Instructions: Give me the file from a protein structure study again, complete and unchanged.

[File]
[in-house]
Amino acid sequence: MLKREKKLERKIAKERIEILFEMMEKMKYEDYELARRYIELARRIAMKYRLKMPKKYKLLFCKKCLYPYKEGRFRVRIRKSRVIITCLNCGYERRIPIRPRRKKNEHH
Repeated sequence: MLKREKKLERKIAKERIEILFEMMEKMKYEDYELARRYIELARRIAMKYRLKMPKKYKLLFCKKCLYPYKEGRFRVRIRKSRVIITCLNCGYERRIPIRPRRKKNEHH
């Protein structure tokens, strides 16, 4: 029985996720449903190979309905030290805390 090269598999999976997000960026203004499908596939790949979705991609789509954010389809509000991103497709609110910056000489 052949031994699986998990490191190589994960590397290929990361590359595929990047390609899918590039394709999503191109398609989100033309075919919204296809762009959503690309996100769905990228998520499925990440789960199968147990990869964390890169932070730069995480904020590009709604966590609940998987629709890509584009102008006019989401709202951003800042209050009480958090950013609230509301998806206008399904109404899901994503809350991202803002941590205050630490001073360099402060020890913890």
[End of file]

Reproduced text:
[in-house]
Amino acid sequence: MLKREKKLERKIAKERIEILFEMMEKMKYEDYELARRYIELARRIAMKYRLKMPKKYKLLFCKKCLYPYKEGRFRVRIRKSRVIITCLNCGYERRIPIRPRRKKNEHH
Repeated sequence: MLKREKKLERKIAKERIEILFEMMEKMKYEDYELARRYIELARRIAMKYRLKMPKKYKLLFCKKCLYPYKEGRFRVRIRKSRVIITCLNCGYERRIPIRPRRKKNEHH
């Protein structure tokens, strides 16, 4: 029985996720449903190979309905030290805390 090269598999999976997000960026203004499908596939790949979705991609789509954010389809509000991103497709609110910056000489 052949031994699986998990490191190589994960590397290929990361590359595929990047390609899918590039394709999503191109398609989100033309075919919204296809762009959503690309996100769905990228998520499925990440789960199968147990990869964390890169932070730069995480904020590009709604966590609940998987629709890509584009102008006019989401709202951003800042209050009480958090950013609230509301998806206008399904109404899901994503809350991202803002941590205050630490001073360099402060020890913890």